Court affirms equal treatment for religious schools
Ruling bars Vermont from excluding religious schools from rural tuition funding
A federal appeals court on Wednesday extended a prior ruling that barred Vermont from withholding tuition funds from students who want to attend private religious schools in rural areas not served by a public school—even if the money incidentally funds religious activities.
Vermont’s Town Tuition Program (TTP) entitles students living in an area without a public school to a tuition payment toward the independent high school of their choice. State has provided tuition funds only to students who attend private, secular schools for over 20 years, a practice Circuit Judge Steve Menashi, writing for a three-judge panel, declared discriminatory.
“The Supreme Court has made clear that the prevailing practice in Vermont—maintaining a policy of excluding religious schools from the TTP—is unconstitutional,” Menashi wrote, pointing to the court’s 2020 ruling in Espinoza v. Montana Department of Revenue. In Espinoza, the justices struck down Montana’s Blaine Amendment, a state constitutional provision that barred the use of public funds for religious entities.
Menashi emphasized that Vermont’s attempt to distinguish between impermissible discrimination based on the religious identity of an individual or organization and permissible withholding of public funds that might be used for religious purposes—a question left open by Espinoza—was meaningless. “Status-based discrimination remains status-based even if one of its goals or effects is preventing religious organizations from putting aid to religious uses,” the Trump-appointee concluded.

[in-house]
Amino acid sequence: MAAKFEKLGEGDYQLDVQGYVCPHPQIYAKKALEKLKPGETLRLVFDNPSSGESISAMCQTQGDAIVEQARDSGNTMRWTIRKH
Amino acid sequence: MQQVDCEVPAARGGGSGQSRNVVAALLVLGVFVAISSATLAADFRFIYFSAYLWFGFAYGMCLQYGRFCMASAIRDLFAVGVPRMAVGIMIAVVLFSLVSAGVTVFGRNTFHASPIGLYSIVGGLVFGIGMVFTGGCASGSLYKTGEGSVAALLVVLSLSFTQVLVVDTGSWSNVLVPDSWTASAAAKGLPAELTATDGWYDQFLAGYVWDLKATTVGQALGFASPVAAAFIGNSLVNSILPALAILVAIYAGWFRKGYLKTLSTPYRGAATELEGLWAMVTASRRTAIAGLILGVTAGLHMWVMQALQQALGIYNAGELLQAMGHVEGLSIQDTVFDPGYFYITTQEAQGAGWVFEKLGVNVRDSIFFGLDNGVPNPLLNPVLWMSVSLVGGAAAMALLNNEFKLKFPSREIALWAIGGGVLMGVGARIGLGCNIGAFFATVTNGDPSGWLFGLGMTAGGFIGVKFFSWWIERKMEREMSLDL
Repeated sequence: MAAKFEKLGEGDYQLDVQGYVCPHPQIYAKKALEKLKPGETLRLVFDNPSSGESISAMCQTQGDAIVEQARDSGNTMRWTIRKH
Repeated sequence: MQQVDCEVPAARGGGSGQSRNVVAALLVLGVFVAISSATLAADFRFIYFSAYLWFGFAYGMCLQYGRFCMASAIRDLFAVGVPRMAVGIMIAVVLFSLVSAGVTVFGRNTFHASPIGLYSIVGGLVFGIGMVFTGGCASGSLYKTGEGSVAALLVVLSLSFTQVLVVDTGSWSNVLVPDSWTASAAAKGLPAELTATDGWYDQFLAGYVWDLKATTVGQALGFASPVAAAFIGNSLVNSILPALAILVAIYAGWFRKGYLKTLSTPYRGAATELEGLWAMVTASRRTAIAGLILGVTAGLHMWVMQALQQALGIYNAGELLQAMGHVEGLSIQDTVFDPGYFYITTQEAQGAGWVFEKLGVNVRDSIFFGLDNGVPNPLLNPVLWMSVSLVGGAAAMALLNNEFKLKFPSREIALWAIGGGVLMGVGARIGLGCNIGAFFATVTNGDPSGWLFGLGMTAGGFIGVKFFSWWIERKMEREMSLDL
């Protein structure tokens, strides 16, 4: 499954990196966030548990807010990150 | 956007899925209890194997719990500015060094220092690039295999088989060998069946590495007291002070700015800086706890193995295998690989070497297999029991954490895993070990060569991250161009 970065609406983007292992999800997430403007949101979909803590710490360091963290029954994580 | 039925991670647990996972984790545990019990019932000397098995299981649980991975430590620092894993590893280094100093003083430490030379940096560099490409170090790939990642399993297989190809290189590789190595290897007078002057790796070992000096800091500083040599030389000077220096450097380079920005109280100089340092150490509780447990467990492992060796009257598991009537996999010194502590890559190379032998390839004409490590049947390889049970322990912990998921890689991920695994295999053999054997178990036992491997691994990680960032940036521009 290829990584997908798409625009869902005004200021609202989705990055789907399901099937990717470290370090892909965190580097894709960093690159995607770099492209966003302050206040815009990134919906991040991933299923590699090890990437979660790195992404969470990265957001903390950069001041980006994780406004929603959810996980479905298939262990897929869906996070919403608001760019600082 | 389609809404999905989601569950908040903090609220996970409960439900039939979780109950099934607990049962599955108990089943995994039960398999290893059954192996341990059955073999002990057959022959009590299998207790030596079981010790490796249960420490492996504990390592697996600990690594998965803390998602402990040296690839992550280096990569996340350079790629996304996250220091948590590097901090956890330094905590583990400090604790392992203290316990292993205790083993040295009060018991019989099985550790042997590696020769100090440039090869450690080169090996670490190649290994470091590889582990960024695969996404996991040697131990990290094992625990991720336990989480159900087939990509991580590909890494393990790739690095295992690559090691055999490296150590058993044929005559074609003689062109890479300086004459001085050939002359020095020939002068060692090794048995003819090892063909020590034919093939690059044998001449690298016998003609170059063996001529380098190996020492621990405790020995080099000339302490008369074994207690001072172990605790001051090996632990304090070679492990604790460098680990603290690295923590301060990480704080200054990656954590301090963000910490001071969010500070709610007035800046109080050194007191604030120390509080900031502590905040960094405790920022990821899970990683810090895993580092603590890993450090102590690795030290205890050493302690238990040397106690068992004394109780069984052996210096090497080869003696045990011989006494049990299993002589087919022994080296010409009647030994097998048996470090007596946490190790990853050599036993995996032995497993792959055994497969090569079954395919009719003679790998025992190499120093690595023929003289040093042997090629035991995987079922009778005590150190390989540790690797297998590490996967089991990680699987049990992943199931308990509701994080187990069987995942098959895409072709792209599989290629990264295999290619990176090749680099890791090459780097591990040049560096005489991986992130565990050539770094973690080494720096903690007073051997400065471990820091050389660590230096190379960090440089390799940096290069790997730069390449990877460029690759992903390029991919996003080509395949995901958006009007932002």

The distinction between religious status and religious use figures prominently in another federal appeals court decision at odds with the Vermont ruling. Last October, the 1st U.S. Circuit Court of Appeals ruled that a similar Maine program subsidizing private-school tuition could exclude religious schools. “Sectarian schools are denied funds not because of who they are but because of what they would do with the money—use it to further the religious purposes of inculcation and proselytization,” Circuit Judge David Barron wrote.
Earlier this year the three families that filed the Maine lawsuit asked the Supreme Court to review the case. Conflict between the circuits may improve chances that the justices will take the case.
“Once Vermont chose to subsidize private education, it could not disqualify some private schools solely because they are ‘too religious,’” said Alliance Defending Freedom counsel Paul Schmitt, who represented the students. “When the state offers parents school choice, it cannot take away choices for a religious school.”
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